United States District Court, D. New Jersey
STRIKE PCH, LLC, on behalf of itself and derivatively on behalf of Sokaor Capital, LLC, Plaintiff,
ISAAC STERN and SOKAOR CAPITAL, LLC, Defendants.
OPINION AND ORDER
WILLIAM J. MARTINI, U.S.D.J.
Strike PCH (“Strike”), on behalf of itself and
derivatively on behalf of Sokaor PCH, LLC
(“Sokaor”), seeks a temporary restraining order
against Isaac Stern and Sokaor pursuant to Federal Rule of
Civil Procedure 65(b). Strike seeks to restrain Stern, as the
sole manager of Sokaor, from disposing of any Class A shares
of Pinnex Capital Holdings, LLC (“Pinnex”) or
creating a “litigation fund” using Sokaor
resources. Strike also moves the Court to require Stern to
make cash distributions to Sokaor members and to provide
certain financial information pertinent to Strike's tax
reporting requirements. The motion is
GRANTED with respect to Defendants'
failure to provide certain financial and tax-related
information specified under the Sokaor Agreement. All other
requests for immediate restraints are DENIED
in light of Strike's inability to establish the existence
of “imminent harm” that would be unsusceptible to
damages traditionally available at law.
July 1, 2016, Sokaor's only member was Isaac Stern.
Compl. ¶ 9. At that time, Sokaor owned 30.21% of
outstanding “Class A” preferred shares of Pinnex,
of which Stern also served as a manager. Id. at
¶ 10. Sokaor's sole purpose is and has always been
to invest in preferred Class A shares of Pinnex. Id.
at ¶ 15. On July 1, 2016, Plaintiff Strike purchased a
19.76% stake in Sokaor for $4, 800, 000 at $8.00 per share.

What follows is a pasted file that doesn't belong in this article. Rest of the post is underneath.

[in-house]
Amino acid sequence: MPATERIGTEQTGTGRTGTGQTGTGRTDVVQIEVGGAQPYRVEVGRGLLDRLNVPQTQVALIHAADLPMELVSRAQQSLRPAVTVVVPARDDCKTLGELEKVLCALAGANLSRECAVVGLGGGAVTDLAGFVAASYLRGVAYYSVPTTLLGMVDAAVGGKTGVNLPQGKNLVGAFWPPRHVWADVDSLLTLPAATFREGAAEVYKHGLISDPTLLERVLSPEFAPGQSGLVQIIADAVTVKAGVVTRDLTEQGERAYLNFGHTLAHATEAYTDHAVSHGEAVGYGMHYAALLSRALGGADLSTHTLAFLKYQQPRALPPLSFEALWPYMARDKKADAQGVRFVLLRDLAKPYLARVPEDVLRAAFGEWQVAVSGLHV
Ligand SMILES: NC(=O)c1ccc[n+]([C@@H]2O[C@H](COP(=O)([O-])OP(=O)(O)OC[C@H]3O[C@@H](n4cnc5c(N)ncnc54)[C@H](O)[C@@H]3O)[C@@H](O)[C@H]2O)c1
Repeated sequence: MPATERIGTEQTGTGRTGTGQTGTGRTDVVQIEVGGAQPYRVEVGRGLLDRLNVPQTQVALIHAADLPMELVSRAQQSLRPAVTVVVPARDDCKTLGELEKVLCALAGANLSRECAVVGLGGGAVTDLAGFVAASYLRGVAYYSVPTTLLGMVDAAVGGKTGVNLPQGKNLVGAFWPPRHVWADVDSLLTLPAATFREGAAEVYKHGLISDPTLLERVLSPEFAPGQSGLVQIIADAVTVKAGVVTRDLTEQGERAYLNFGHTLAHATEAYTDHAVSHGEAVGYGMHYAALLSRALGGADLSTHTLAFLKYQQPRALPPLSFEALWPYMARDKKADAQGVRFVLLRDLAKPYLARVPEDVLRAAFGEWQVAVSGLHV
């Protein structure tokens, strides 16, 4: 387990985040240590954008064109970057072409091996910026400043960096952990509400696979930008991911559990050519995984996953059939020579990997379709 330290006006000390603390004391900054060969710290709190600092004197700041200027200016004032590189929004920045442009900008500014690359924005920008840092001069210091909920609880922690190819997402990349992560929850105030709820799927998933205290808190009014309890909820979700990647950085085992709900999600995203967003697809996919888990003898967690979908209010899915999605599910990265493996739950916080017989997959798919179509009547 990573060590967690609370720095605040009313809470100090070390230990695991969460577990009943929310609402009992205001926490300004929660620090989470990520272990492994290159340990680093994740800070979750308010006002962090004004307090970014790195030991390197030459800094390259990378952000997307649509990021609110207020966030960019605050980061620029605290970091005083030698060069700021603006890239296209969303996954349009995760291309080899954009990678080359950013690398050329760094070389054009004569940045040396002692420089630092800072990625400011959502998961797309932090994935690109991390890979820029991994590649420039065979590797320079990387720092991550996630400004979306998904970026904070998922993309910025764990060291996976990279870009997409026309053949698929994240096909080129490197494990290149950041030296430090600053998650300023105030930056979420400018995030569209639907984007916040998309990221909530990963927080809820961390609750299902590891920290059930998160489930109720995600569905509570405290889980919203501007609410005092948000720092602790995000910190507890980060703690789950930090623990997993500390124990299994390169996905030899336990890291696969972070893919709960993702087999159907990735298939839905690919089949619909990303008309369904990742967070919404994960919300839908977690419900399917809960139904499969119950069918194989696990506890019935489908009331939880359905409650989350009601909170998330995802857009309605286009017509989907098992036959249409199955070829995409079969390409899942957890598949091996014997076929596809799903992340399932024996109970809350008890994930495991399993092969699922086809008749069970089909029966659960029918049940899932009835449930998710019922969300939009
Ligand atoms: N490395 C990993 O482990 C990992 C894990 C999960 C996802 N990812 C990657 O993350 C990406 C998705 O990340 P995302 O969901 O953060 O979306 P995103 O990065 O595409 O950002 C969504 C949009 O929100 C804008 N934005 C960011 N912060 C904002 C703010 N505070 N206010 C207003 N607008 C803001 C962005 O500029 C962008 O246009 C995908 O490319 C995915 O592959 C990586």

Id. at ¶ 13. Stern remains the majority owner
and sole manager of Sokaor. Id. at ¶¶
16-17. The Amended and Restated Operating Agreement of Sokaor
Capital LLC (the “Sokaor Agreement”) prohibits
Stern from, among other things, amending or waiving any
provision of Sokaor's agreement with Pinnex (the
“Pinnex Agreement”) “in a manner that is
adverse to the interests of Strike (including, without
limitation, Strike's indirect interests arising from its
status as a Member [of Sokaor]).” Sokaor Agreement
alleges that in mid-2017, Stern learned of an opportunity to
purchase a majority stake in Pinnex. According to Strike,
Stern had both a fiduciary and contractual obligation to
inform Sokaor of this business opportunity. Compl. at
¶¶ 74-75. Instead, in May 2017, Stern purchased for
himself the majority stake in Pinnex at roughly $2.21 per
share, a price “far below the valuation of $8.00 per
share implied by Strike's indirect purchase of the same
class of Pinnex shares on July 1, 2016.” Id.
at ¶¶ 20-23. Upon being confronted by
representatives from Strike, Stern offered to sell Strike 1%
of Pinnex at the reduced price paid by Stern. Id. at
¶ 29. Strike declined the offer and requested to
purchase a pro rata share of the newly acquired